This is the ugly truth about scaling startups

That startups grow is fantastic, but it has an ugly side. You won't like it, but you will learn to accept it if you want to expand it

A founder just came to my office to ask me about a complicated problem. The entrepreneur's company, a phone app in a craft niche, managed to create a passionate user base. Now, she and her team are growing beyond that core of early users, and to accommodate all those new people, they've had to release a feature that's causing problems for some early users.

According to the founder, the majority of the company's users don't seem to mind, but there is a small but vocal group that doesn't like the change. They are threatening to leave the platform, and the founder asked me what I thought about what to do. “Honestly, we didn't think it would be so controversial”he told me after explaining to me what had happened. “Do you have any advice?”

“Do you believe that the change you have made is for the good of the business and for the good of the community?”asked.

“Yeah”answered. “We have done many tests and we believe it is the right step based on the results we have obtained”.

“Then don't do anything different.”I told.

«But how are we going to let the early adopters get angry? “Won't we lose a lot of customers?”

“It seems”, I said with a shrug. «But that's success. The more successful you are, the angrier you make people. “It's a very strange and uncomfortable phenomenon to deal with, but it's actually a good thing, so you better get used to it.”

A professor recently asked me a similar question. His classes have become so popular that the department wants him to open them to more students, and he's not sure how to do it successfully.

At first glance, increasing demand for a class – like the increasing demand the founder I met with was trying to manage – is a positive thing. It means you are providing students with significant value. However, scaling the class to accommodate more students requires some changes that will inevitably damage what makes it special for certain types of people.

My advice to him was very similar to what I gave to the founder who was expanding her company: “Accept that it's just not going to work as well, and because of that, you're going to make more people unhappy.”

To explain why this is an inevitable reality, think about the simple logistics of having more people using something. For example, if you were teaching a class with 20 people participating and 5% of them complained, that's just one person complaining about the class. Now imagine you expand the same class to 100 people. If the same 5% complain, that's five people telling everyone how terrible the class is. Even if, percentage-wise, the proportion is identical, hearing five more people complain is going to seem like a lot more. And to be fair, it's a lot more… 5 times more!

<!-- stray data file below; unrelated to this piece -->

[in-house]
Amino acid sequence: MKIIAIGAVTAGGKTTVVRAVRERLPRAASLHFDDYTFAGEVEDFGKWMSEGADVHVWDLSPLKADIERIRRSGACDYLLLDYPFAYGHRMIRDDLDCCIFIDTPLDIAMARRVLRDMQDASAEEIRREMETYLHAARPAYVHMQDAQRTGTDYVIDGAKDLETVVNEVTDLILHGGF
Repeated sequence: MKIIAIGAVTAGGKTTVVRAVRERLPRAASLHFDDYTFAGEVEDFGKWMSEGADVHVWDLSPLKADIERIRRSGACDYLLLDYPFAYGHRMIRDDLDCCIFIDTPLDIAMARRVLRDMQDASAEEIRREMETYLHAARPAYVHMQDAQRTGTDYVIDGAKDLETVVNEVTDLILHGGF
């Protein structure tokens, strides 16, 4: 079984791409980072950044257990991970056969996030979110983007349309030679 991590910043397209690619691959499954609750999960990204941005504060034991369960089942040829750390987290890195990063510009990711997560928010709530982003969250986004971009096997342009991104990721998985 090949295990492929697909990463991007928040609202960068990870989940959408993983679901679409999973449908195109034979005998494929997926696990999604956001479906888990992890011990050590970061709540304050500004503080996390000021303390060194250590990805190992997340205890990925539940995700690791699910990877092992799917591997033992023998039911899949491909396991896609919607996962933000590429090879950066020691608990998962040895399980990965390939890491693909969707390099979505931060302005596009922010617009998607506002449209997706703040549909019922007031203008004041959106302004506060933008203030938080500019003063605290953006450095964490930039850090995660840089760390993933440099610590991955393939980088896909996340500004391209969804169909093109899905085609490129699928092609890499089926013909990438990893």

And what's worse, those five people are also going to seem louder to others, which could even poison more people's opinions.

The result is a fundamental reality of scaling: The more you scale something, the larger the group of people you're going to piss off. This means that escalating something inevitably means receiving more complaints.

Often the biggest challenge in scaling something from a small group of users to a large group of users is not that the features and services can't be scaled to more people.

The biggest challenge is that serving more clients means opening up to the uniqueness of people. Simply put, everyone is different, and because everyone is different, having more users means having to satisfy an increasingly complex set of needs and expectations.

The solution to addressing these increasingly complex expectations is, paradoxically, to do the opposite of what most business owners think. That's why I told the founder I had met with not to do anything.

Instead of trying to placate everyone in the hopes of serving some kind of imaginary “perfect customer,” learn to accept the diversity of your user base and the simple reality that pleasing everyone is impossible.

“Instead of backtracking on the new feature”I told the founder, who was dealing with angry early adopters, «keep iterating on it. Use feedback to refine and improve it, but don't expect perfection. Does not exist. The best thing you can do is communicate openly with your community about why these changes are necessary and how they align with the company's broader vision. Remember that transparency is crucial. It's the transparency, more than any specific feature, that's really going to mitigate the reaction because it will show that you're trying to be receptive.”

“But what if it's not enough?”she asked, still nervous about alienating too many people.

“It has to be enough”I told.«Because you can't do anything else. And you certainly can't please everyone. The only thing you can do is reinforce the core values ​​that your brand represents and let users respond how they need to respond.

“This is going to be very hard, right?”sighed the founder. “I really hate how it feels when people say bad things about my company.”

“It is”I agreed. «But remember that it is an essential part of expansion. The more success, the more detractors. The key is to stick to the strategic vision and be adaptable in execution. Although you will never be able to please everyone, you can show them that you are willing to listen to their concerns and, at the same time, make the best decisions possible.